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PFUJ chief calls media crackdown illegal as journalists refuse to obey amended ordinances
Tuesday, November 6, 2007
By Nizamuddin Siddiqui
Karachi --- Since the imposition of emergency rule in the country on Saturday, the authorities' censorship of independent television channels has been complete, with Pakistanis not getting to watch any of them on Sunday and Monday. Even international channels such as the BBC and CNN were denied to them.
The main reason for the continued blackout of the radio and television channels is the journalists' refusal to accept the amendments to the Press, Newspapers, News Agencies and Books Registration Ordinance, 2002, and the Pakistan Electronic Media Regulatory Authority, 2002, which bar the print and electronic media from printing and broadcasting "anything which defames or brings into ridicule the head of state, or members of the armed forces, or executive, legislative or judicial organ of the state".
Gen Pervez Musharraf's move of amending the aforementioned ordinances, according to some journalists, turns back the clock to the 1990s, which is utterly unacceptable to them because doing so will simply negate the progress made in the intervening period.
The secretary-general of the Pakistan Federal Union of Journalists (PFUJ), Mazhar Abbas, went a step further and characterised the promulgation of the said ordinances as the toughest assault on the media since the late 1970s. "This government step reminds us of the late '70s because like then we can only watch the state-run Pakistan Television," he told this reporter on Monday.
"Today the Pakistani people can watch the PTV or the channels telecasting superfluous soap operas, but we cannot see the channels which give us information.
"And let's talk about the role of the PTV. Is it informing the people or trying to misguide them?"
The chief of the PFUJ said the crackdown on the news channels was illegal. "Under the Pemra Ordinance, they cannot just shut the channels down. They are supposed to give a notice of 30 days. They cannot mount raids on television channels and television channels like this."
Mr Abbas said that even though the television channels had been closed their cameramen were still being harassed. "Even today we came to know that law enforcement personnel have been snatching cameras from cameramen of the independent news channels."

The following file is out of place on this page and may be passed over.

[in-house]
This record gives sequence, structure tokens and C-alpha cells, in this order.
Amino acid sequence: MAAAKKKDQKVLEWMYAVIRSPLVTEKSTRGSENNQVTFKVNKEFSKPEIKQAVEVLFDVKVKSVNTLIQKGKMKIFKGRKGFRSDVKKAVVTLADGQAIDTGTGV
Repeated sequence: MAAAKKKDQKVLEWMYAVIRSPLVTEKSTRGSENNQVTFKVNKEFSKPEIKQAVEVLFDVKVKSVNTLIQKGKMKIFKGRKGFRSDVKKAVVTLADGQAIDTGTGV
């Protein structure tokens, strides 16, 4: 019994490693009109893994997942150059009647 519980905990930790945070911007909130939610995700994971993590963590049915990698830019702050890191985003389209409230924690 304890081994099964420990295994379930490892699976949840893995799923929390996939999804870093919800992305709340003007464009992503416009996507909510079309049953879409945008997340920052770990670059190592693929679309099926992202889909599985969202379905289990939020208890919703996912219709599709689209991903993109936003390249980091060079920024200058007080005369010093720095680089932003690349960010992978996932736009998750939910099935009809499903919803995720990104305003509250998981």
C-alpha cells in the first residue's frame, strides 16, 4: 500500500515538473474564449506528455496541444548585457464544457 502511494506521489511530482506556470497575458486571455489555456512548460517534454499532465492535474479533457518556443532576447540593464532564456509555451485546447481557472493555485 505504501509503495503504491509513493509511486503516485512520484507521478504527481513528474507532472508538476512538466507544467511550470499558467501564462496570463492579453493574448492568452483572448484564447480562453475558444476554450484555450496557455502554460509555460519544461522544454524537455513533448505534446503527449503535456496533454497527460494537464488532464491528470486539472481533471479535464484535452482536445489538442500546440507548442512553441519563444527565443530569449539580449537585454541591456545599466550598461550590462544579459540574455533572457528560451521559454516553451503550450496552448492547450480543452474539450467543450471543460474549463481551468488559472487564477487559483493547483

When asked to comment on the government view that the media may have been misusing the freedom allowed to them, the PFUJ's secretary-general said: "If we were doing anything wrong, they should have substantiated the instances when we crossed the limits. But they did nothing of the sort. They just shut everybody down."
He said the channels would be reopened the moment the news channels accepted the newly-amended ordinances. "But let me remind you that accepting the ordinances would be like committing suicide because that would mean sanctioning the regulation of information. That is not acceptable to the Pakistani journalists."
Talat Hussain of Aaj TV said Gen Musharraf wanted the media people to "take oath on the new PCO", by accepting the amended ordinances.
Everything, he said, boiled down to what Gen Musharraf wanted to do with the country. "If he wants one-man rule in Pakistan, he doesn't need independent television channels. But if he wants to hold elections, you may see us functioning again."
Asked if the journalists were likely to accept the amended ordinances, he said: "No, we are not going to accept them. There's unanimity among journalists on this issue."
He said the owners of the independent television and radio news organisations, represented by the Pakistan Broadcasters Association, were holding talks with the information ministry to get their channels on air again. "But here again, we are not sure if the ministry people have the requisite powers to strike a deal with the channel owners.
"So, everything depends on what Gen Musharraf wants."
Date Posted: 11/6/2007
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